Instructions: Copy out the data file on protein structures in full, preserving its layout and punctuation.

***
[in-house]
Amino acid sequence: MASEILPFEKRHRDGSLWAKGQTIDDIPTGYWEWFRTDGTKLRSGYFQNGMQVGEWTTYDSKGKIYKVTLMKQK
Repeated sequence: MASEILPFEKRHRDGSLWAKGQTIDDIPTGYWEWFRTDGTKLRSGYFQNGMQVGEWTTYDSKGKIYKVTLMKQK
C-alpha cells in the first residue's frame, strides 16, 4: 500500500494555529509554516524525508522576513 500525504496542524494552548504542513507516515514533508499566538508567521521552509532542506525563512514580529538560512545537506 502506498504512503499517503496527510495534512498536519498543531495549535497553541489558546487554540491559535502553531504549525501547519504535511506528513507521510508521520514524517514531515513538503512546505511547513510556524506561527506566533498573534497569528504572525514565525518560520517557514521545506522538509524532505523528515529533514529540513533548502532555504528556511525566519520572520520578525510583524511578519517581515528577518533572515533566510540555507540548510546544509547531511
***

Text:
[in-house]
Amino acid sequence: MASEILPFEKRHRDGSLWAKGQTIDDIPTGYWEWFRTDGTKLRSGYFQNGMQVGEWTTYDSKGKIYKVTLMKQK
Repeated sequence: MASEILPFEKRHRDGSLWAKGQTIDDIPTGYWEWFRTDGTKLRSGYFQNGMQVGEWTTYDSKGKIYKVTLMKQK
C-alpha cells in the first residue's frame, strides 16, 4: 500500500494555529509554516524525508522576513 500525504496542524494552548504542513507516515514533508499566538508567521521552509532542506525563512514580529538560512545537506 502506498504512503499517503496527510495534512498536519498543531495549535497553541489558546487554540491559535502553531504549525501547519504535511506528513507521510508521520514524517514531515513538503512546505511547513510556524506561527506566533498573534497569528504572525514565525518560520517557514521545506522538509524532505523528515529533514529540513533548502532555504528556511525566519520572520520578525510583524511578519517581515528577518533572515533566510540555507540548510546544509547531511